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Delta Scorpii: Wikis

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Delta Scorpii A
Observation data
Epoch J2000      Equinox J2000
Constellation Scorpius
Right ascension 16h 00m 20.0s
Declination -22° 37′ 18″
Apparent magnitude (V) 2.29
Characteristics
Spectral type B0.2 IV
U-B color index -0.909
B-V color index -0.124
Variable type γ Cas
Astrometry
Radial velocity (Rv) -7 km/s
Proper motion (μ) RA: -8.67 mas/yr
Dec.: -36.9 mas/yr
Parallax (π) 8.12 mas
Distance 401.67041871921 ly
(123.15270935961 pc)
Details
Mass ? M
Radius 5 R
Luminosity 14,000(bolometric) L
Temperature 28,000 K
Metallicity ?
Rotation 181 km/s.
Age ? years
Other designations
Dschubba, Dzuba, Al Jabba, Iclarkrau, Iclarkrav, 7 Scorpii, HR 5953, BD -22°4068, HD 143275, SAO 184014, CCDM 16003-2237, FK5 594, HIP 78401.

Delta Scorpii (δ Sco / δ Scorpii) is a star in the constellation Scorpius. It has the traditional name Dschubba (or Dzuba, from Arabic jabhat, "forehead" (of the scorpion)) or also Iclarcrau or Iclarkrav.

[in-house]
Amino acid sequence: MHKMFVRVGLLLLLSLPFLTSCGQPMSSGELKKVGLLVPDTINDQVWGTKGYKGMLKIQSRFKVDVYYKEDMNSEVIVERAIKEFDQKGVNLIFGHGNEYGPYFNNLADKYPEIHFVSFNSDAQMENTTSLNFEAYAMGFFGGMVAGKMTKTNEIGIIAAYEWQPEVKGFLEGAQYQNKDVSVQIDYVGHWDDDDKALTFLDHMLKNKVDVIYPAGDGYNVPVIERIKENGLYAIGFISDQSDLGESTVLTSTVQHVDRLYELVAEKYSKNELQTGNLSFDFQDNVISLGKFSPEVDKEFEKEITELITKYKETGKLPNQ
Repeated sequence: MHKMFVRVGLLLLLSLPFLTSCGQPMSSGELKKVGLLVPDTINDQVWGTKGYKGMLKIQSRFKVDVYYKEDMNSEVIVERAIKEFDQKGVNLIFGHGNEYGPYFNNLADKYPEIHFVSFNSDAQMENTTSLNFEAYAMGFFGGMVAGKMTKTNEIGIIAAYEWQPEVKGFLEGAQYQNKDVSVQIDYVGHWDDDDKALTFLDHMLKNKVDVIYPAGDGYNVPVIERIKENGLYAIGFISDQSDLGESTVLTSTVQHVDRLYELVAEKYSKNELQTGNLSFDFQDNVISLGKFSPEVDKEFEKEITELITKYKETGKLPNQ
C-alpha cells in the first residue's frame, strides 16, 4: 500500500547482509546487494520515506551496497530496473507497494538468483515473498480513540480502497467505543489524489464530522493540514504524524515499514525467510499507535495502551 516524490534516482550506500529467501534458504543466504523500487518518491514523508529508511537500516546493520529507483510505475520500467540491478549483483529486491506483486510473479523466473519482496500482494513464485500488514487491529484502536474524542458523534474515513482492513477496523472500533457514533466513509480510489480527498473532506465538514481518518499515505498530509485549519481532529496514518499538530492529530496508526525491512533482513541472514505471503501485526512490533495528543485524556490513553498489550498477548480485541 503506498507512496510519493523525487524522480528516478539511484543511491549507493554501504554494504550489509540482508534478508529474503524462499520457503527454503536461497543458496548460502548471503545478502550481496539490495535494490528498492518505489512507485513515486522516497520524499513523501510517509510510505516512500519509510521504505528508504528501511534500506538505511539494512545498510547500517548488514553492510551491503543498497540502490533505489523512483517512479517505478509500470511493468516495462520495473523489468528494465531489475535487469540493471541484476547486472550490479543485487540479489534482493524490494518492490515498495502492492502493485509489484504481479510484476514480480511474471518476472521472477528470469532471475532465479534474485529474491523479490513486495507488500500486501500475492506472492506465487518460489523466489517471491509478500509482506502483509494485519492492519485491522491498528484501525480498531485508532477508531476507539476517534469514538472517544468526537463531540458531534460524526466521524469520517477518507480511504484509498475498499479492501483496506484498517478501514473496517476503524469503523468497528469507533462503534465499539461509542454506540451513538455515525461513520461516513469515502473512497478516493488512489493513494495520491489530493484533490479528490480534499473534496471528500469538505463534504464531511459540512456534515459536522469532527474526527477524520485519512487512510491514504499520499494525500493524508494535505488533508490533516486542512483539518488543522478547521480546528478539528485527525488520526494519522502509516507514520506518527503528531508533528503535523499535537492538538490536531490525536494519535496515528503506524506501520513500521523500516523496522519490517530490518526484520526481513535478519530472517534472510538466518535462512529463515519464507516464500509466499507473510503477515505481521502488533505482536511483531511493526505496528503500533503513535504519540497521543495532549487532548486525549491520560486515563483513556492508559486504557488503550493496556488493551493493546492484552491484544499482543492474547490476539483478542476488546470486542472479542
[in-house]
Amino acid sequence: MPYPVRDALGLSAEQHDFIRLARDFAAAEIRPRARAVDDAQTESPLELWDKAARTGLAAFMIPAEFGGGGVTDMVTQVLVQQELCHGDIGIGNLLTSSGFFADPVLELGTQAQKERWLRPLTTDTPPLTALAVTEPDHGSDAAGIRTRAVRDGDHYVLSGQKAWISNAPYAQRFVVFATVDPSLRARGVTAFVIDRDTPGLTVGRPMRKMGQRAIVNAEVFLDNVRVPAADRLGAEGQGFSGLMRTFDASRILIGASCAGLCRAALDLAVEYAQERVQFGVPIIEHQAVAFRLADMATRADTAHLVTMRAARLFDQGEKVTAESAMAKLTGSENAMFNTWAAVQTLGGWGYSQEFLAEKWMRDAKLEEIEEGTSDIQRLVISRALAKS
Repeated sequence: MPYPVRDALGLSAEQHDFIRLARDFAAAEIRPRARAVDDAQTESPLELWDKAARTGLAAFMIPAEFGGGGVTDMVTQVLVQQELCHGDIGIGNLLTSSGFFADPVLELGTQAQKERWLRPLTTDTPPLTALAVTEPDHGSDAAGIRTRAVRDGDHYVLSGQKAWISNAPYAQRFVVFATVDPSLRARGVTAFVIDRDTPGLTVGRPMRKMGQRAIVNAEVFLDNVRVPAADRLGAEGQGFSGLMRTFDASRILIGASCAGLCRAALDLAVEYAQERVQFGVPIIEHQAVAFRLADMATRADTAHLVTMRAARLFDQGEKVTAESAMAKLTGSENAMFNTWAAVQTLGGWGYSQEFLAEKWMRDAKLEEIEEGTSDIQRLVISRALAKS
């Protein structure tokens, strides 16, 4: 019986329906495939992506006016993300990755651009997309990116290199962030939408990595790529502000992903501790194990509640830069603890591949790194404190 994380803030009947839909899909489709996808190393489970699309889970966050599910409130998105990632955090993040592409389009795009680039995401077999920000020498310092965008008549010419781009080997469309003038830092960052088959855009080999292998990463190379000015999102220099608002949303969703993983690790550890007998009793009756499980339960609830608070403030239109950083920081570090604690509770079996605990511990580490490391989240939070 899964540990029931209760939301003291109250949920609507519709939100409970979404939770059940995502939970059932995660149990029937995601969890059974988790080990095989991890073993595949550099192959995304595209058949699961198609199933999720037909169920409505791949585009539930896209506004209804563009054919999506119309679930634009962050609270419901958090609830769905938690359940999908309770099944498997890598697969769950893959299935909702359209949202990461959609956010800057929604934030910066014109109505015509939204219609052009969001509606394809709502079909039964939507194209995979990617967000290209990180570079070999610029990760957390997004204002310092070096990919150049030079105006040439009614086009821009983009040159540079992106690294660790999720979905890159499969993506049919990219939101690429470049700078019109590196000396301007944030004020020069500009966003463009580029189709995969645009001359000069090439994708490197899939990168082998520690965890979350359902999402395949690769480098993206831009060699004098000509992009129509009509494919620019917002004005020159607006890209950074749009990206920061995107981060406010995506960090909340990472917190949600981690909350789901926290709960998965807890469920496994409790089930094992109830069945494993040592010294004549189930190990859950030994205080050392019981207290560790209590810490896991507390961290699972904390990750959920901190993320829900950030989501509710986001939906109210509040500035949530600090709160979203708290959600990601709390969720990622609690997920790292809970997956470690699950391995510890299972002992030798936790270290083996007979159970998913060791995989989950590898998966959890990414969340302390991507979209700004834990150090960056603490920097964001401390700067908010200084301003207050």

Because Delta Scorpii is near the ecliptic it is occasionally occulted by the Moon, or (extremely rare) by planets.

Variability

In June 2000, Delta Scorpii was observed by Sebastian Otero to be 0.1 magnitudes brighter than normal. Its brightness has varied since then and has reached as high as magnitude 1.6 or 1.7, altering the familiar appearance of Scorpius. Spectra taken after the outburst began have shown that Delta Sco is throwing off luminous gases from its equatorial region. As of 2005 the flareup continues. Although the brightness varies, it remains well above its previous constant magnitude.

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Companion stars

Dschubba is accompanied by a class B star that orbits the primary every 20 days at a distance comparable to the distance from the Sun to Mercury. Furthermore, there is a star that takes about 10 years to orbit Dschubba in a highly eccentric orbit that takes it close in to the primary once a decade. The last close encounter of these two stars happened in mid-2000 and it may have triggered the outburst of the primary star. A possible fourth companion star lies at about twice the distance again from the main star.

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